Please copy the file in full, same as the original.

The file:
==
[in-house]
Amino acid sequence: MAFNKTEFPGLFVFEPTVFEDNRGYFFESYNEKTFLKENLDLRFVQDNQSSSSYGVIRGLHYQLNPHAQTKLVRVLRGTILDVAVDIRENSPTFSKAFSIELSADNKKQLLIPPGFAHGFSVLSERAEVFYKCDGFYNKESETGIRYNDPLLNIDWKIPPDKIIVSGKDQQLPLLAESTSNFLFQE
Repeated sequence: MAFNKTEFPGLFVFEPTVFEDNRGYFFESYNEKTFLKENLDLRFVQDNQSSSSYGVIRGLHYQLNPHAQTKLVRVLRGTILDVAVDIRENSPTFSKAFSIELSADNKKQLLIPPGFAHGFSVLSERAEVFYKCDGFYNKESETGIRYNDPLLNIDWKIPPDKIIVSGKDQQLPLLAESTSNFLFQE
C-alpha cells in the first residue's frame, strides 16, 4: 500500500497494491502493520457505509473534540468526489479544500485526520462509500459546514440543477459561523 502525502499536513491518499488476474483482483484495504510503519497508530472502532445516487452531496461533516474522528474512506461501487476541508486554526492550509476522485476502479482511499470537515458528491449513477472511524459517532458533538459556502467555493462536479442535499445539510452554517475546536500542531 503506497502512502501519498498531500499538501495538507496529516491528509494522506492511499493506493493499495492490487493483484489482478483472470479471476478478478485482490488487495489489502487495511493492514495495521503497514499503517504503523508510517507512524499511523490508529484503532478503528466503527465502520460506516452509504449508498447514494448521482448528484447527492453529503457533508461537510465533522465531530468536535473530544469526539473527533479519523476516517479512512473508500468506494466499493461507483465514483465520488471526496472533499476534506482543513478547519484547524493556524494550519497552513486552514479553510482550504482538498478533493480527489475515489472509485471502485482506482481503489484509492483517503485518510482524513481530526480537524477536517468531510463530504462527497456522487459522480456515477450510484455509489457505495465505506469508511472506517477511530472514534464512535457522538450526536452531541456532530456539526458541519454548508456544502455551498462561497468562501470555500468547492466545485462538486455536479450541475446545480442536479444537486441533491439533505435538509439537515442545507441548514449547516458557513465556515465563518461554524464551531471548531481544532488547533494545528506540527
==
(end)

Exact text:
[in-house]
Amino acid sequence: MAFNKTEFPGLFVFEPTVFEDNRGYFFESYNEKTFLKENLDLRFVQDNQSSSSYGVIRGLHYQLNPHAQTKLVRVLRGTILDVAVDIRENSPTFSKAFSIELSADNKKQLLIPPGFAHGFSVLSERAEVFYKCDGFYNKESETGIRYNDPLLNIDWKIPPDKIIVSGKDQQLPLLAESTSNFLFQE
Repeated sequence: MAFNKTEFPGLFVFEPTVFEDNRGYFFESYNEKTFLKENLDLRFVQDNQSSSSYGVIRGLHYQLNPHAQTKLVRVLRGTILDVAVDIRENSPTFSKAFSIELSADNKKQLLIPPGFAHGFSVLSERAEVFYKCDGFYNKESETGIRYNDPLLNIDWKIPPDKIIVSGKDQQLPLLAESTSNFLFQE
C-alpha cells in the first residue's frame, strides 16, 4: 500500500497494491502493520457505509473534540468526489479544500485526520462509500459546514440543477459561523 502525502499536513491518499488476474483482483484495504510503519497508530472502532445516487452531496461533516474522528474512506461501487476541508486554526492550509476522485476502479482511499470537515458528491449513477472511524459517532458533538459556502467555493462536479442535499445539510452554517475546536500542531 503506497502512502501519498498531500499538501495538507496529516491528509494522506492511499493506493493499495492490487493483484489482478483472470479471476478478478485482490488487495489489502487495511493492514495495521503497514499503517504503523508510517507512524499511523490508529484503532478503528466503527465502520460506516452509504449508498447514494448521482448528484447527492453529503457533508461537510465533522465531530468536535473530544469526539473527533479519523476516517479512512473508500468506494466499493461507483465514483465520488471526496472533499476534506482543513478547519484547524493556524494550519497552513486552514479553510482550504482538498478533493480527489475515489472509485471502485482506482481503489484509492483517503485518510482524513481530526480537524477536517468531510463530504462527497456522487459522480456515477450510484455509489457505495465505506469508511472506517477511530472514534464512535457522538450526536452531541456532530456539526458541519454548508456544502455551498462561497468562501470555500468547492466545485462538486455536479450541475446545480442536479444537486441533491439533505435538509439537515442545507441548514449547516458557513465556515465563518461554524464551531471548531481544532488547533494545528506540527